Table of Contents

The Dynamics between Entrepreneurship, Environment and Education

The Dynamics between Entrepreneurship, Environment and Education

European Research in Entrepreneurship series

Edited by Alain Fayolle and Paula Kyrö

This book introduces the expanding European dialogue between entrepreneurship, environment and education. It considers the shape, dimensions and horizon of this multidisciplinary landscape in entrepreneurship research. The striking differences and contradictions in entrepreneurial activities, readiness and innovativeness within European countries and the proactive attitude and activities of European competitors impose a demand for a better understanding of the complex dynamics.

Chapter 14: Conclusion: Towards New Challenges and More Powerful Dynamics

Alain Fayolle and Paula Kyrö

Subjects: business and management, entrepreneurship, management education, management and universities, economics and finance, environmental economics, education, management and universities, management education, environment, environmental economics

Extract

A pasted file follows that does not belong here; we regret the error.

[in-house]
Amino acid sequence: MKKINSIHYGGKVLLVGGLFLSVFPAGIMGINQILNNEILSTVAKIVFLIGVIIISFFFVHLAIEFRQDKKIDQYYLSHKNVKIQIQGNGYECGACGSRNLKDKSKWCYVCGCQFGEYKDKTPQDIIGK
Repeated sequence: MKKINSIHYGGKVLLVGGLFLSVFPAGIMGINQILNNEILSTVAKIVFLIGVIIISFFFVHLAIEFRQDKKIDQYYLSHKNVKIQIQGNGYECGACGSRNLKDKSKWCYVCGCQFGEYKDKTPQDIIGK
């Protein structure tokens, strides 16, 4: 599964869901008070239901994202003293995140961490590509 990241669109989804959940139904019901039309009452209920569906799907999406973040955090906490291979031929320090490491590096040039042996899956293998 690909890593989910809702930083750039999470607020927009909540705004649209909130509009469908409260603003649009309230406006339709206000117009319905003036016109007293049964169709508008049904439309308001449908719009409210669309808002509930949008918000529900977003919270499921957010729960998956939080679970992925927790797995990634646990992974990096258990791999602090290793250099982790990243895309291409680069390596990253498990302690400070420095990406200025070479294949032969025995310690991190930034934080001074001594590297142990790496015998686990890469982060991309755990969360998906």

Alain Fayolle and Paula Kyrö Entrepreneurship is a social and economic phenomenon, a research object and a teaching subject (Fayolle, 2007). The chapters of this book demonstrate convincingly how social demand is booming and results in the emergence of new needs in terms of support, training and access to new knowledge. Undeniably, meeting the challenges of the coming years and improving the economic and social dynamics are directly linked to catering for these new needs. The gatekeeper in this process is training of teachers, researchers and professionals who specialize in entrepreneurship. As Carrier (2005) summarizes it, the question of whether entrepreneurship can be taught has become obsolete, and the more relevant question is ‘what should be taught and how should it be taught?’ In this concluding chapter, we would like to elaborate and focus on this specific type of need in order to expand the horizon for future books in this series. Entrepreneurship training programmes are steadily developing (Katz, 2003; Kuratko, 2005), and one can rightly wonder whether this expansion is supported by sufficient availability and quality of knowledge, resources and especially teachers who are able to foster entrepreneurial and enterprising learning (Fayolle and Gailly, 2007). Since the first-ever class in entrepreneurship at Harvard in 1947, soon followed by a second one delivered by Peter Drucker at New York University in 1953, how dramatically have things changed, and how fast! Today in the USA, entrepreneurship accounts for more than 2200 courses in more than 1600 institutions, 277...

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